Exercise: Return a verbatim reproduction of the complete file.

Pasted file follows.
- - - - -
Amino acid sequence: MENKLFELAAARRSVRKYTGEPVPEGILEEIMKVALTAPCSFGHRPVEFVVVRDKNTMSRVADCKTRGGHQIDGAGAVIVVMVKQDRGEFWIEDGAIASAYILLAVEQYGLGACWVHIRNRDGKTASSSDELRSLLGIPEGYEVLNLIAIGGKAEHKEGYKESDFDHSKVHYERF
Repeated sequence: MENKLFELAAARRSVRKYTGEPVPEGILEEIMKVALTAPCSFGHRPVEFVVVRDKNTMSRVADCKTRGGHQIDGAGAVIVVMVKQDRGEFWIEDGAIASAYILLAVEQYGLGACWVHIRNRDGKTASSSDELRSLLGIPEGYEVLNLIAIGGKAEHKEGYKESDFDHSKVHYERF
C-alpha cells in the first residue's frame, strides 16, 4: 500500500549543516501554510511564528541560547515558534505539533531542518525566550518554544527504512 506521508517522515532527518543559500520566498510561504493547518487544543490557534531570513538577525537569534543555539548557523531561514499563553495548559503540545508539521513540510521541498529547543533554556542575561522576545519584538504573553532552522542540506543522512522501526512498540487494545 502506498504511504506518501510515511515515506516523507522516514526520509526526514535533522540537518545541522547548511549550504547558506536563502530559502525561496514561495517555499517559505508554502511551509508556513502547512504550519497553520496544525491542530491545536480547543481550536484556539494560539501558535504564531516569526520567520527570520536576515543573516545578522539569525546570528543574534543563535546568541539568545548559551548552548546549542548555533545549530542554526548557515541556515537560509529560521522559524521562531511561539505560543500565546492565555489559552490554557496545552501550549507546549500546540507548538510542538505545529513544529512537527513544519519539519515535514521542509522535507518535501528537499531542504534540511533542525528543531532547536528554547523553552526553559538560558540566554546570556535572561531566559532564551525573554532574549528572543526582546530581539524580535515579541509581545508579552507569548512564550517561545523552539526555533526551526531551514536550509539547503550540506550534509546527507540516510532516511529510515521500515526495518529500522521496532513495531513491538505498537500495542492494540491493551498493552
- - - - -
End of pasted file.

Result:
Amino acid sequence: MENKLFELAAARRSVRKYTGEPVPEGILEEIMKVALTAPCSFGHRPVEFVVVRDKNTMSRVADCKTRGGHQIDGAGAVIVVMVKQDRGEFWIEDGAIASAYILLAVEQYGLGACWVHIRNRDGKTASSSDELRSLLGIPEGYEVLNLIAIGGKAEHKEGYKESDFDHSKVHYERF
Repeated sequence: MENKLFELAAARRSVRKYTGEPVPEGILEEIMKVALTAPCSFGHRPVEFVVVRDKNTMSRVADCKTRGGHQIDGAGAVIVVMVKQDRGEFWIEDGAIASAYILLAVEQYGLGACWVHIRNRDGKTASSSDELRSLLGIPEGYEVLNLIAIGGKAEHKEGYKESDFDHSKVHYERF
C-alpha cells in the first residue's frame, strides 16, 4: 500500500549543516501554510511564528541560547515558534505539533531542518525566550518554544527504512 506521508517522515532527518543559500520566498510561504493547518487544543490557534531570513538577525537569534543555539548557523531561514499563553495548559503540545508539521513540510521541498529547543533554556542575561522576545519584538504573553532552522542540506543522512522501526512498540487494545 502506498504511504506518501510515511515515506516523507522516514526520509526526514535533522540537518545541522547548511549550504547558506536563502530559502525561496514561495517555499517559505508554502511551509508556513502547512504550519497553520496544525491542530491545536480547543481550536484556539494560539501558535504564531516569526520567520527570520536576515543573516545578522539569525546570528543574534543563535546568541539568545548559551548552548546549542548555533545549530542554526548557515541556515537560509529560521522559524521562531511561539505560543500565546492565555489559552490554557496545552501550549507546549500546540507548538510542538505545529513544529512537527513544519519539519515535514521542509522535507518535501528537499531542504534540511533542525528543531532547536528554547523553552526553559538560558540566554546570556535572561531566559532564551525573554532574549528572543526582546530581539524580535515579541509581545508579552507569548512564550517561545523552539526555533526551526531551514536550509539547503550540506550534509546527507540516510532516511529510515521500515526495518529500522521496532513495531513491538505498537500495542492494540491493551498493552